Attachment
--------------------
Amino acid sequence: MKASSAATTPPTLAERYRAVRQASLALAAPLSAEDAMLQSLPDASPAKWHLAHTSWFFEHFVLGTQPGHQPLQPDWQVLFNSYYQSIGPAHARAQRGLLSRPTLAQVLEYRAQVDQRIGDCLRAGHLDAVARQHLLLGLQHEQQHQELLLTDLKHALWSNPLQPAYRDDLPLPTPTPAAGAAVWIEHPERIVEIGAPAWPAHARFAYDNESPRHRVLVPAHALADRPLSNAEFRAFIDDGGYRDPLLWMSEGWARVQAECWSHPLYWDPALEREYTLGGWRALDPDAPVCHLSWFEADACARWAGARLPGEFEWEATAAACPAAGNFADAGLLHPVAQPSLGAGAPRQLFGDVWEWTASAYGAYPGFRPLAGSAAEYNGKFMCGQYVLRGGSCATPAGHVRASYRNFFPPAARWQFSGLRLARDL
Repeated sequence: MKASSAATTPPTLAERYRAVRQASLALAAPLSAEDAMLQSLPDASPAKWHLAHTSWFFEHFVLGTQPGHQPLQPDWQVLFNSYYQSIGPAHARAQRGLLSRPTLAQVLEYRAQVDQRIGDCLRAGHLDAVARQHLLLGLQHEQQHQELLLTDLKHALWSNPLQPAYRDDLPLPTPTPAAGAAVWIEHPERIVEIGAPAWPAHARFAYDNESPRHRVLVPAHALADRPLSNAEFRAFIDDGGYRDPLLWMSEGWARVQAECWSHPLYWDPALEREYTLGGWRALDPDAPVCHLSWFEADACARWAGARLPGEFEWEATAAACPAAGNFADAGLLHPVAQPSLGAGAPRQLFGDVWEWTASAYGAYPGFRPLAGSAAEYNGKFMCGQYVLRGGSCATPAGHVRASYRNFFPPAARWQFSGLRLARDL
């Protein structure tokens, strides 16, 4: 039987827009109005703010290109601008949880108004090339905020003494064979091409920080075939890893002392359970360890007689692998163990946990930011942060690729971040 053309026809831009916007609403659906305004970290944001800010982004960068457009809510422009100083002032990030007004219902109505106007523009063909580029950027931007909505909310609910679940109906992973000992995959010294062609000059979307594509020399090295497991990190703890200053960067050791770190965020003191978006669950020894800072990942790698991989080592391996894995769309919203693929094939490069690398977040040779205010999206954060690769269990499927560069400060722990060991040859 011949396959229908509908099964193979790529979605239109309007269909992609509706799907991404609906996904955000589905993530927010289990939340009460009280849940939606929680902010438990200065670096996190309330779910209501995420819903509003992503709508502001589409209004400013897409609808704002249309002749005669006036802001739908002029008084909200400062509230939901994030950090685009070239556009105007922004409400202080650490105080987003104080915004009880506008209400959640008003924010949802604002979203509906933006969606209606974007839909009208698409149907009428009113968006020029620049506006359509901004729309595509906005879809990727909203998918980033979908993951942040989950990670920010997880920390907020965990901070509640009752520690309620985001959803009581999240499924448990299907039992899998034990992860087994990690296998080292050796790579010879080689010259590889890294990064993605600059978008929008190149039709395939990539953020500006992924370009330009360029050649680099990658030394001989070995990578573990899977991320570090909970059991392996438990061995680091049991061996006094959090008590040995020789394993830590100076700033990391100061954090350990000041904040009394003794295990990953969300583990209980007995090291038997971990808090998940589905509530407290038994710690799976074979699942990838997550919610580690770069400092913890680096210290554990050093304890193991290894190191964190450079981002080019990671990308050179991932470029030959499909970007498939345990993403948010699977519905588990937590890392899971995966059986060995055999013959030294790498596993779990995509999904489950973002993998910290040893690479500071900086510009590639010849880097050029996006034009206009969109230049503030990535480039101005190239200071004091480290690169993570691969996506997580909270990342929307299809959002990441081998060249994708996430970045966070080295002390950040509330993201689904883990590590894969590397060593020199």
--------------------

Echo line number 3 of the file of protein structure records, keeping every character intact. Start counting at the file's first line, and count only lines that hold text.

């Protein structure tokens, strides 16, 4: 039987827009109005703010290109601008949880108004090339905020003494064979091409920080075939890893002392359970360890007689692998163990946990930011942060690729971040 053309026809831009916007609403659906305004970290944001800010982004960068457009809510422009100083002032990030007004219902109505106007523009063909580029950027931007909505909310609910679940109906992973000992995959010294062609000059979307594509020399090295497991990190703890200053960067050791770190965020003191978006669950020894800072990942790698991989080592391996894995769309919203693929094939490069690398977040040779205010999206954060690769269990499927560069400060722990060991040859 011949396959229908509908099964193979790529979605239109309007269909992609509706799907991404609906996904955000589905993530927010289990939340009460009280849940939606929680902010438990200065670096996190309330779910209501995420819903509003992503709508502001589409209004400013897409609808704002249309002749005669006036802001739908002029008084909200400062509230939901994030950090685009070239556009105007922004409400202080650490105080987003104080915004009880506008209400959640008003924010949802604002979203509906933006969606209606974007839909009208698409149907009428009113968006020029620049506006359509901004729309595509906005879809990727909203998918980033979908993951942040989950990670920010997880920390907020965990901070509640009752520690309620985001959803009581999240499924448990299907039992899998034990992860087994990690296998080292050796790579010879080689010259590889890294990064993605600059978008929008190149039709395939990539953020500006992924370009330009360029050649680099990658030394001989070995990578573990899977991320570090909970059991392996438990061995680091049991061996006094959090008590040995020789394993830590100076700033990391100061954090350990000041904040009394003794295990990953969300583990209980007995090291038997971990808090998940589905509530407290038994710690799976074979699942990838997550919610580690770069400092913890680096210290554990050093304890193991290894190191964190450079981002080019990671990308050179991932470029030959499909970007498939345990993403948010699977519905588990937590890392899971995966059986060995055999013959030294790498596993779990995509999904489950973002993998910290040893690479500071900086510009590639010849880097050029996006034009206009969109230049503030990535480039101005190239200071004091480290690169993570691969996506997580909270990342929307299809959002990441081998060249994708996430970045966070080295002390950040509330993201689904883990590590894969590397060593020199």